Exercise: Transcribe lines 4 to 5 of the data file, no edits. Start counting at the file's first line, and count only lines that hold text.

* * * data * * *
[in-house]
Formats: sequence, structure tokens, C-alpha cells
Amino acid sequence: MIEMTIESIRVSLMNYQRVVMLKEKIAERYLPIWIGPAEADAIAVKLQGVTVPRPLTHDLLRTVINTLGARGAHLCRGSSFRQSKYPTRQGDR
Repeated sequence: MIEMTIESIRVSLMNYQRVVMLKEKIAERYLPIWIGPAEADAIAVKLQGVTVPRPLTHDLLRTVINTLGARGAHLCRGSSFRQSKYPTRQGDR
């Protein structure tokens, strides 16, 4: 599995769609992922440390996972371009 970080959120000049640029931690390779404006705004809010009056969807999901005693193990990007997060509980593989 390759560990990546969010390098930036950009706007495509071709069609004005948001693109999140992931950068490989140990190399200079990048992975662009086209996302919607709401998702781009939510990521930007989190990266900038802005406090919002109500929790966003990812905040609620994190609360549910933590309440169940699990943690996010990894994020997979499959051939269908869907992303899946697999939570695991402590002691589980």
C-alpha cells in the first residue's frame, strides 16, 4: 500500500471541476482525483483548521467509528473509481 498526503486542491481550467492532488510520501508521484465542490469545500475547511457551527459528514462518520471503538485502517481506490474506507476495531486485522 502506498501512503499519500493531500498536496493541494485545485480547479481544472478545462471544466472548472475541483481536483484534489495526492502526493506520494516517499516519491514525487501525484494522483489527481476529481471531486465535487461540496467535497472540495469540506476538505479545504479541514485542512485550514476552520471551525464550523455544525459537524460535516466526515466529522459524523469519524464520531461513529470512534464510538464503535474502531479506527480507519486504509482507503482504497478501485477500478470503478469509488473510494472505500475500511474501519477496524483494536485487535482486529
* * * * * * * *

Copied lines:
Repeated sequence: MIEMTIESIRVSLMNYQRVVMLKEKIAERYLPIWIGPAEADAIAVKLQGVTVPRPLTHDLLRTVINTLGARGAHLCRGSSFRQSKYPTRQGDR
């Protein structure tokens, strides 16, 4: 599995769609992922440390996972371009 970080959120000049640029931690390779404006705004809010009056969807999901005693193990990007997060509980593989 390759560990990546969010390098930036950009706007495509071709069609004005948001693109999140992931950068490989140990190399200079990048992975662009086209996302919607709401998702781009939510990521930007989190990266900038802005406090919002109500929790966003990812905040609620994190609360549910933590309440169940699990943690996010990894994020997979499959051939269908869907992303899946697999939570695991402590002691589980």